Operator/Manufacturer Collaboration Model

Posted by IFMA May 01, 2015

Tagged in COEX Leadership Operator Collaboration Model Operator Collaboration Model (OCM)

Many operators and manufacturers wish there was some commonality or level of standardization in their conversations. This theme emerged as IFMA began its comprehensive strategic planning process a year and a half ago. In response, the strategic plan called for creation of the Operator/Manufacturer Collaboration Model (OCM). An OCM Committee finished the first phase of its work and presented their findings at IFMA COEX 2015, which included commentary from OCM Committee Members Bill McClellan from Dawn Foods and Rachel Rushing from Dave & Buster's presented.

KEY TAKEAWAYS

The Operator/Manufacturer Collaboration Model Committee has defined a framework for strengthening partnerships and driving consumer demand. 

Operators and manufacturers often experience disconnects when they discuss potential partnerships. The lack of a common language is a major barrier. Over the last 18 months, the OCM Committee has developed better ways to work together.

The OCM is a best-pCOEX 2015 OCM Pic 2ractice  framework focused on improving
collaboration between chains and manufacturers. The framework provides language, processes, tools, and metrics that operators and suppliers can use to effectively drive consumer demand. This common framework is designed to improve the efficiency of relationships and eliminate non-value-added work. OCM Phase One helps align and segment business partners.

The OCM Committee began its work by defining a fourstep
process:

1. Identify and engage.

2. Build frameworks in areas of situation analysis.

3. Joint business planning.

4. Execution.

OCM Phase One has focused on the first two steps. In the identify and engage phase, companies determine with whom to partner and how to partner, based on operator needs and supplier capabilities. Mr. McClellan and Ms. Rushing described the tools and insights that the committee has developed:

There needs to be mutual understanding up front about the roles that suppliers play and the operators’ strategy."                            − Rachel Rushing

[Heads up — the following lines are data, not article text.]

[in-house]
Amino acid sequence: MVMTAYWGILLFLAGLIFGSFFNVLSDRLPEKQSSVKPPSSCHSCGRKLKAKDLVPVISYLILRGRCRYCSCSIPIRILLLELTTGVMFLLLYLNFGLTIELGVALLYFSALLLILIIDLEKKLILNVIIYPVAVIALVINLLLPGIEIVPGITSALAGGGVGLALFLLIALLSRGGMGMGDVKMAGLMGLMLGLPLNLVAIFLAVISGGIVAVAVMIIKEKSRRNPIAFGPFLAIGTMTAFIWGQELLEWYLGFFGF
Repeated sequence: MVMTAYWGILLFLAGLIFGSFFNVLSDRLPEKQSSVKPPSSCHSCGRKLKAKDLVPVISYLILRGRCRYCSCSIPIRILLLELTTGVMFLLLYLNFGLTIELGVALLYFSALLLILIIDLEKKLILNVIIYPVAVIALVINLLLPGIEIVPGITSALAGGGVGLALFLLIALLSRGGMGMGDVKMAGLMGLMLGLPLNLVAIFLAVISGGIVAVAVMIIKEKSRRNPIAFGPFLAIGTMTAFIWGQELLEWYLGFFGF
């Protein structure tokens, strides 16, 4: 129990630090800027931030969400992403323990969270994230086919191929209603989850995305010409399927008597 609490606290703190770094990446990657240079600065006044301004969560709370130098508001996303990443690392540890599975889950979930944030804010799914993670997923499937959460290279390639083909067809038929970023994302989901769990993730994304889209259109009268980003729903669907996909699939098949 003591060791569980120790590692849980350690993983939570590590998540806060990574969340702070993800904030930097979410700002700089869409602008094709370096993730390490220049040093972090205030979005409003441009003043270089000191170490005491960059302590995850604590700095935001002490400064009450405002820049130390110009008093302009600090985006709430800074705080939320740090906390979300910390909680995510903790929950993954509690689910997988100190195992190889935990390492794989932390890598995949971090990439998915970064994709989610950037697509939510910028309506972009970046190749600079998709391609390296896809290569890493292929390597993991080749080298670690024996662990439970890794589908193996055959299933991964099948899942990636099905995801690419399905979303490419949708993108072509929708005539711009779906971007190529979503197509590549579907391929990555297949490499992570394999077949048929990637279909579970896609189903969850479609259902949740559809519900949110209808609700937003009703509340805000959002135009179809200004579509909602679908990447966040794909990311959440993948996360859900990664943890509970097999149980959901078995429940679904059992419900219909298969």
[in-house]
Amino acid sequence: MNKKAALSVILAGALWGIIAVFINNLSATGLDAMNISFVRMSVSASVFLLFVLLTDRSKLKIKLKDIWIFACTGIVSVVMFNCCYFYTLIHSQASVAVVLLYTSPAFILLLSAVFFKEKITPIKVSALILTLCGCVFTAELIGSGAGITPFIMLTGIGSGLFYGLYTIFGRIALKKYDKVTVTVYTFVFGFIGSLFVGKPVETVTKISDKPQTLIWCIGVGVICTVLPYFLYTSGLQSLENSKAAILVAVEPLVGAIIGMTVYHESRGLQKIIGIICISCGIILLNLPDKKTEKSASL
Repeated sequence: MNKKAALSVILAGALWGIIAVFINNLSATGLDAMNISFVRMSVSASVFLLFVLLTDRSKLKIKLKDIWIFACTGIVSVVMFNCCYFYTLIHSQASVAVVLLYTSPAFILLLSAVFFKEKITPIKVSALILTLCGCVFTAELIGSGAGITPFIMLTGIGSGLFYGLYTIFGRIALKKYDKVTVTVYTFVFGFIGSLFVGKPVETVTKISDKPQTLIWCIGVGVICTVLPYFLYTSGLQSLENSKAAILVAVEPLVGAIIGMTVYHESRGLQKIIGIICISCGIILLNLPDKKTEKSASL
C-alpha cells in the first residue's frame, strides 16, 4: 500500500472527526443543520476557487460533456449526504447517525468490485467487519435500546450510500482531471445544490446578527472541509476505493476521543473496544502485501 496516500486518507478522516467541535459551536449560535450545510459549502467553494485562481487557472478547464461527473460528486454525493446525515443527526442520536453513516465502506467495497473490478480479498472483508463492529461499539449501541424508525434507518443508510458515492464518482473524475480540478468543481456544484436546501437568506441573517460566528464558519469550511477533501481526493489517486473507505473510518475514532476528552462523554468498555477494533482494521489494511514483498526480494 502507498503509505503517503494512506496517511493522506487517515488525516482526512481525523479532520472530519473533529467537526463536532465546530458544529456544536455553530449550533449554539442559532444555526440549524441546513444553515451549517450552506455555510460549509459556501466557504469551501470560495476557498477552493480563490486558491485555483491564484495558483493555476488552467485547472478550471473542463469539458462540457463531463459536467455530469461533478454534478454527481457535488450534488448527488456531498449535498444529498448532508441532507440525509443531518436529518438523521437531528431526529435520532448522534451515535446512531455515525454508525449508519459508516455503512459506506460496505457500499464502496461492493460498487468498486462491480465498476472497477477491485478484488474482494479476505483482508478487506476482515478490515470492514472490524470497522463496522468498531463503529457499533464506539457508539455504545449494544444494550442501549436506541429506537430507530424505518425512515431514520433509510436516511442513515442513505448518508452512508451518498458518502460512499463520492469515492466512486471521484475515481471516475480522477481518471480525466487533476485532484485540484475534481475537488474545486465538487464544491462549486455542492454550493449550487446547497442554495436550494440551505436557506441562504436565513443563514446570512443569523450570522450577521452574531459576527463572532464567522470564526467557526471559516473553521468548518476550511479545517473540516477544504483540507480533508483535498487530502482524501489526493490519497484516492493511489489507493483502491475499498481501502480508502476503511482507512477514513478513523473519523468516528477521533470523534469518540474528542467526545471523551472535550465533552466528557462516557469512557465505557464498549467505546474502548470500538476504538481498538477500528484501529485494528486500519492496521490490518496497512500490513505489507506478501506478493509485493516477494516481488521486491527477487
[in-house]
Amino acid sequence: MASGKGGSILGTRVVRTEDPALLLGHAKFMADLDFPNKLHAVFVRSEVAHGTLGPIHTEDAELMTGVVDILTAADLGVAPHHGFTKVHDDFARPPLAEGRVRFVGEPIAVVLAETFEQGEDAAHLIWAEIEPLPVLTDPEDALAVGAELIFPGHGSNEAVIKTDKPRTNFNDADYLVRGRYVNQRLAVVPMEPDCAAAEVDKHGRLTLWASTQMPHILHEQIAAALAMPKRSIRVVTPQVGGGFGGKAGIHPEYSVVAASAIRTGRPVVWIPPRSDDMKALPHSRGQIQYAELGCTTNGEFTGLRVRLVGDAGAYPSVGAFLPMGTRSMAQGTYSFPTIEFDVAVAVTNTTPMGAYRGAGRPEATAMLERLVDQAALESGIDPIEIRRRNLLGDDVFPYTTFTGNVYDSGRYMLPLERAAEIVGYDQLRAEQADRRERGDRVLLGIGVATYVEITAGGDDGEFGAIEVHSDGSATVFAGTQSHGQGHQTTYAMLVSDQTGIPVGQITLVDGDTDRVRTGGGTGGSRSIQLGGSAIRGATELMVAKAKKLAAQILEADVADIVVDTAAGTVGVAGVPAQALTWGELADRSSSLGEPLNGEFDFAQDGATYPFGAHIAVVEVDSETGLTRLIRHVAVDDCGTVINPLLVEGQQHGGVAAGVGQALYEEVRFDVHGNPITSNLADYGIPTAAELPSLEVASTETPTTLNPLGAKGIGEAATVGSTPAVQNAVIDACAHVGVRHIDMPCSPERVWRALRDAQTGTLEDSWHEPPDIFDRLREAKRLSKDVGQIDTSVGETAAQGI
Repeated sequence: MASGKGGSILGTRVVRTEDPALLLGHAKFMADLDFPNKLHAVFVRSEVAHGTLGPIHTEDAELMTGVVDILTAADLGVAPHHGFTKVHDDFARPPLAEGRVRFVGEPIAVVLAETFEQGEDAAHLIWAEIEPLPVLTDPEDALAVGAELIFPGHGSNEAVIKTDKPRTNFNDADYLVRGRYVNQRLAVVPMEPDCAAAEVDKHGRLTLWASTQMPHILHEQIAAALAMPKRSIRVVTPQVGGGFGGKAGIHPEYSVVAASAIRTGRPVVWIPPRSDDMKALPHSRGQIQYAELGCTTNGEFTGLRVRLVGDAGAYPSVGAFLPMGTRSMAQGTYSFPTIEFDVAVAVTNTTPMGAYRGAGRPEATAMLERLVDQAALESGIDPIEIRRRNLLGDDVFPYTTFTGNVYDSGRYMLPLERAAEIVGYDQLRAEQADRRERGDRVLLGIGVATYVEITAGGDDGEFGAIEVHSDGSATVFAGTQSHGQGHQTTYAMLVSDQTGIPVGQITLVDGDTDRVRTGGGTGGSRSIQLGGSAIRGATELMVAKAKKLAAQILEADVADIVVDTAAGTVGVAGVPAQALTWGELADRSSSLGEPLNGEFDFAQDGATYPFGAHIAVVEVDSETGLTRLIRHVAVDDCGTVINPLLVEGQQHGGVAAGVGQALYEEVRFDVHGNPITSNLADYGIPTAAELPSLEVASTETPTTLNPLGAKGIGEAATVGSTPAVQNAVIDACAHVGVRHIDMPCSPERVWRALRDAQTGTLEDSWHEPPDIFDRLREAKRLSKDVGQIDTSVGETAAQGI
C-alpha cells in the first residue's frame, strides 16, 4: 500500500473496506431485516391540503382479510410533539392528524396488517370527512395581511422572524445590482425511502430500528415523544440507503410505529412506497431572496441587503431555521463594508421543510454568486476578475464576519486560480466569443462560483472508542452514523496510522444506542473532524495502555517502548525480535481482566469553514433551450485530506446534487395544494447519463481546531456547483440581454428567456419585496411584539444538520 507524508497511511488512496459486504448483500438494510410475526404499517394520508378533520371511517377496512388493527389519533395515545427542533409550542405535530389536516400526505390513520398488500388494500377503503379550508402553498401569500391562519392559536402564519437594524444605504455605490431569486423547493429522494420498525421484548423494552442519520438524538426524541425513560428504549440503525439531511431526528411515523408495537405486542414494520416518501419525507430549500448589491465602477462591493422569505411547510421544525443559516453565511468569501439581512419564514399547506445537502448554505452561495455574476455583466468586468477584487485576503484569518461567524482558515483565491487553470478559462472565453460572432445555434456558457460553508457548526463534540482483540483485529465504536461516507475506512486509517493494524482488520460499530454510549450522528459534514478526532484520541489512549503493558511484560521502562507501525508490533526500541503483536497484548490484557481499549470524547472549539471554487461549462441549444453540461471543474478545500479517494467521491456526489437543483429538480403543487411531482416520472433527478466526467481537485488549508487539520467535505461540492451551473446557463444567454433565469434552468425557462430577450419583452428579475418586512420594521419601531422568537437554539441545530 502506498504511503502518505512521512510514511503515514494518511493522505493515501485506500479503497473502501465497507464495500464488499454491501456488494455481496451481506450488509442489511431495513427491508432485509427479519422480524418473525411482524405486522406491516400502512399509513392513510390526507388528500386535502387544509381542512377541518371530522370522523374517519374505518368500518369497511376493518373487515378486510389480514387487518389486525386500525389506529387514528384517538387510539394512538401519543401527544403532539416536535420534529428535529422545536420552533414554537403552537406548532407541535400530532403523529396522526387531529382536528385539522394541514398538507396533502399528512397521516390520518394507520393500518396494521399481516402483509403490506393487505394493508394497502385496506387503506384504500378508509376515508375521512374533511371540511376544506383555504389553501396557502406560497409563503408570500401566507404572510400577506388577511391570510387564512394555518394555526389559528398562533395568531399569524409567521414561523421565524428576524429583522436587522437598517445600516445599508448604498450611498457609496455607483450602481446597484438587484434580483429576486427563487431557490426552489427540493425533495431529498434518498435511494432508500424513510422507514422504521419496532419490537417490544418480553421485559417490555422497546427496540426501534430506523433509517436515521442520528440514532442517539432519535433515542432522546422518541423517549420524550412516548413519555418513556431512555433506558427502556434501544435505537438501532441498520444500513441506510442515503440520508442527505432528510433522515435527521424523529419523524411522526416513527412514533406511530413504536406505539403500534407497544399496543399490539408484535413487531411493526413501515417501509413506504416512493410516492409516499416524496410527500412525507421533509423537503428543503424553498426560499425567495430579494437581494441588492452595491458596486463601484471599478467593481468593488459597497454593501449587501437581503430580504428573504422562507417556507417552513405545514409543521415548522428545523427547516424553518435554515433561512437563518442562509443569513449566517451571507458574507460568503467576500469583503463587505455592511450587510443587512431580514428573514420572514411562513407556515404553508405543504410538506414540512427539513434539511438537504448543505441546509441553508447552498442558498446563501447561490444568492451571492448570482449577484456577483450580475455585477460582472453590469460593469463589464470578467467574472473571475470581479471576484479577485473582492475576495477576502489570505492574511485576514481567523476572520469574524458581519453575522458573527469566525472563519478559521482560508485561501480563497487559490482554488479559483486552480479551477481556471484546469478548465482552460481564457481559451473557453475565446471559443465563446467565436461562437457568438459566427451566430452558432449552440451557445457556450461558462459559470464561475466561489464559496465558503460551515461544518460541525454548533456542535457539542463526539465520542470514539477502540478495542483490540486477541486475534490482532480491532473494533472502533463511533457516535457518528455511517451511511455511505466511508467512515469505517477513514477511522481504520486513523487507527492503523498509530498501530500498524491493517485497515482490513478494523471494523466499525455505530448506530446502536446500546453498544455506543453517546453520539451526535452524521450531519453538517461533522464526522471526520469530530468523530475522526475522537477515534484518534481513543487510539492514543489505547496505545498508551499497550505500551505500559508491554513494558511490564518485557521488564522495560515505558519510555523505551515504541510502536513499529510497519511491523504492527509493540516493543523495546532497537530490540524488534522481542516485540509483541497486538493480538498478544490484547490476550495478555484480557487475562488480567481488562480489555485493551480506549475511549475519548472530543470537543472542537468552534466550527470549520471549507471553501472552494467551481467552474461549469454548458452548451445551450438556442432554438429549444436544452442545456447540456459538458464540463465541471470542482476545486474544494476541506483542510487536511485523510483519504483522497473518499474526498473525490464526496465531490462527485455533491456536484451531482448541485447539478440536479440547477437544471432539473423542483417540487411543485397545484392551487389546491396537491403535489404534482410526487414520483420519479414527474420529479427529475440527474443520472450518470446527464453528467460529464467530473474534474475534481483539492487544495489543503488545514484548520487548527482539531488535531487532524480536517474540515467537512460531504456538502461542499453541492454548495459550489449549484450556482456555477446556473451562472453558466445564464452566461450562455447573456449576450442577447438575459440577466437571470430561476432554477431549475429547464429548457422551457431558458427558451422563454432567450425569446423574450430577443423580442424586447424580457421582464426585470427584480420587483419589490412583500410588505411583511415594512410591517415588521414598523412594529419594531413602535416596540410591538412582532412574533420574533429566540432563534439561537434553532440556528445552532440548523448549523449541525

• Product category roles must be understood before relationships can be solidified. The OCM Committee identified four category roles. Operational enablers, for example, are products necessary for everyday management. Category roles can vary by relationship, however. In one relationship, a product may be an operational enabler, while that same product may be viewed as a differentiator by a different trading partner.
  • The structural cornerstone of the collaboration model is a pyramid. The pyramid shows operators the benefit of segmenting suppliers, aligning the strategy, understanding the degree of collaboration, and identifying where more or fewer resources should be allocated. For manufacturers, the pyramid provides a strategic segmentation model that identifies where companies must improve.
  • Within the pyramid, four types of relationships can be aligned. Each level calls for greater interaction, resources, and commitment.

1. Transactional relationships. The relationship focuses
on product and price. Since the product isn’t differentiated, the price must be competitive.

2. Preferred relationships. The relationship is built on a better product and higher level of service. These are longer-term relationships based on a deeper understanding of each partner’s brands and needs.

3. Collaborative relationships. The partners share insights and develop custom products. This increases the need for organizational resources and multi-tiered contacts.

4. Strategic relationships. Shared risk is spelled out as both parties operate collaboratively. These long-term relationships have moved beyond product, price, and service. They are characterized by total alignment and transparency.

  • The relationship support matrix defines manufacturer and operator involvement. As relationships move from transactional to strategic, the degree of collaboration and resource commitment increases in five areas of business: product, price, promotion, place, and planning. The matrix includes 11 sub-categories in these five areas.
  • Manufacturer and operator scorecards bring the model to life. These scorecards use weighted scales, as well as key metrics, to define relationships and populate the pyramid.

In 2015, OCM Phase Two will focus on joint business
planning.

“OCM Phase One helps with alignment and segmentation of
business partners. On behalf of those on the committee, trust us when we say it really does work.”                         − Bill McClellan

IFMA is offering OCM training sessions. IFMA has organized training sessions to educate both operators and suppliers about implementing and using the OCM to improve efficiencies. Each features interactive workshops and defined ways to incorporate OCM into business practices. Leaders from national chain operators will serve as guest speakers at each training session to
provide an overview of how they have used the OCM to address collaboration challenges. Contact Mike Schwartz, IFMA’s Senior Director, Centers of Excellence, at 312-540-4403 to learn more.

View a PDF of the entire Executive Summary covering Mr. McClellan's and Ms. Rushing's presentation at IFMA's 2015 COEX conference. 

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